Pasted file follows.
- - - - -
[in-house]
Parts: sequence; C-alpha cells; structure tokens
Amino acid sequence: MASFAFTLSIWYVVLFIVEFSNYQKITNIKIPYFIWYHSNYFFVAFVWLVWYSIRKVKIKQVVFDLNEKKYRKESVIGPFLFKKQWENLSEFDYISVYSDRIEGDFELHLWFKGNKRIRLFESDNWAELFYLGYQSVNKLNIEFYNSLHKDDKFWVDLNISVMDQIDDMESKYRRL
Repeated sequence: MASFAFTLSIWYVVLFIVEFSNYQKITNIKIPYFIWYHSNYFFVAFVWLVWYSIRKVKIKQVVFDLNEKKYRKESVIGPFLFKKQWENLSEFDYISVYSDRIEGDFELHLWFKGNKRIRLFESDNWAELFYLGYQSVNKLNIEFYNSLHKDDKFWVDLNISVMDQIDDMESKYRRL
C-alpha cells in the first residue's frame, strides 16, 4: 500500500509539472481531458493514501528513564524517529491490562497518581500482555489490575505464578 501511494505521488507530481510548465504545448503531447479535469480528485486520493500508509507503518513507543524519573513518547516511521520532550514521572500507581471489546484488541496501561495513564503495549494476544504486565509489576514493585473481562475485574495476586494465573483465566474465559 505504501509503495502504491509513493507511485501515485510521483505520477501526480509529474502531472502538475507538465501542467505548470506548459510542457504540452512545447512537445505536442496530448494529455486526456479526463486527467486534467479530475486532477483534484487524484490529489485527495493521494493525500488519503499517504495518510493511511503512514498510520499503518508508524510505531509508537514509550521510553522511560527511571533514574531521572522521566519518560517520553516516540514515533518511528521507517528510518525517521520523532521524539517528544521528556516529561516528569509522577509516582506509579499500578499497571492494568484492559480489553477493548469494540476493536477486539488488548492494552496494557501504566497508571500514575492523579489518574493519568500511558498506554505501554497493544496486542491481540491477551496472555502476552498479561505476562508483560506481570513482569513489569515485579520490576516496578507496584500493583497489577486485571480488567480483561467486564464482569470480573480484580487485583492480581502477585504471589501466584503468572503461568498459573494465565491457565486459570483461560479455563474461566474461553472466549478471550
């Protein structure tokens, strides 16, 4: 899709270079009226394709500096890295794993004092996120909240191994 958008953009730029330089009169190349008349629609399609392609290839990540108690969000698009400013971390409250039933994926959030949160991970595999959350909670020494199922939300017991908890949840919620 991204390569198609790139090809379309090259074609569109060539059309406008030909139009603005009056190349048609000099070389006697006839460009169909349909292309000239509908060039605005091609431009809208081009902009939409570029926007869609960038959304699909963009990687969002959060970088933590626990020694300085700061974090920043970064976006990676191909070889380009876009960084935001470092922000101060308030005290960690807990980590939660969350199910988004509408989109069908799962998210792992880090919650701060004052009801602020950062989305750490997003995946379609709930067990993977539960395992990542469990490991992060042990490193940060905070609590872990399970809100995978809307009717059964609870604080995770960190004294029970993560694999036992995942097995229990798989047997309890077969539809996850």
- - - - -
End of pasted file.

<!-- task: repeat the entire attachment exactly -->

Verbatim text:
[in-house]
Parts: sequence; C-alpha cells; structure tokens
Amino acid sequence: MASFAFTLSIWYVVLFIVEFSNYQKITNIKIPYFIWYHSNYFFVAFVWLVWYSIRKVKIKQVVFDLNEKKYRKESVIGPFLFKKQWENLSEFDYISVYSDRIEGDFELHLWFKGNKRIRLFESDNWAELFYLGYQSVNKLNIEFYNSLHKDDKFWVDLNISVMDQIDDMESKYRRL
Repeated sequence: MASFAFTLSIWYVVLFIVEFSNYQKITNIKIPYFIWYHSNYFFVAFVWLVWYSIRKVKIKQVVFDLNEKKYRKESVIGPFLFKKQWENLSEFDYISVYSDRIEGDFELHLWFKGNKRIRLFESDNWAELFYLGYQSVNKLNIEFYNSLHKDDKFWVDLNISVMDQIDDMESKYRRL
C-alpha cells in the first residue's frame, strides 16, 4: 500500500509539472481531458493514501528513564524517529491490562497518581500482555489490575505464578 501511494505521488507530481510548465504545448503531447479535469480528485486520493500508509507503518513507543524519573513518547516511521520532550514521572500507581471489546484488541496501561495513564503495549494476544504486565509489576514493585473481562475485574495476586494465573483465566474465559 505504501509503495502504491509513493507511485501515485510521483505520477501526480509529474502531472502538475507538465501542467505548470506548459510542457504540452512545447512537445505536442496530448494529455486526456479526463486527467486534467479530475486532477483534484487524484490529489485527495493521494493525500488519503499517504495518510493511511503512514498510520499503518508508524510505531509508537514509550521510553522511560527511571533514574531521572522521566519518560517520553516516540514515533518511528521507517528510518525517521520523532521524539517528544521528556516529561516528569509522577509516582506509579499500578499497571492494568484492559480489553477493548469494540476493536477486539488488548492494552496494557501504566497508571500514575492523579489518574493519568500511558498506554505501554497493544496486542491481540491477551496472555502476552498479561505476562508483560506481570513482569513489569515485579520490576516496578507496584500493583497489577486485571480488567480483561467486564464482569470480573480484580487485583492480581502477585504471589501466584503468572503461568498459573494465565491457565486459570483461560479455563474461566474461553472466549478471550
């Protein structure tokens, strides 16, 4: 899709270079009226394709500096890295794993004092996120909240191994 958008953009730029330089009169190349008349629609399609392609290839990540108690969000698009400013971390409250039933994926959030949160991970595999959350909670020494199922939300017991908890949840919620 991204390569198609790139090809379309090259074609569109060539059309406008030909139009603005009056190349048609000099070389006697006839460009169909349909292309000239509908060039605005091609431009809208081009902009939409570029926007869609960038959304699909963009990687969002959060970088933590626990020694300085700061974090920043970064976006990676191909070889380009876009960084935001470092922000101060308030005290960690807990980590939660969350199910988004509408989109069908799962998210792992880090919650701060004052009801602020950062989305750490997003995946379609709930067990993977539960395992990542469990490991992060042990490193940060905070609590872990399970809100995978809307009717059964609870604080995770960190004294029970993560694999036992995942097995229990798989047997309890077969539809996850």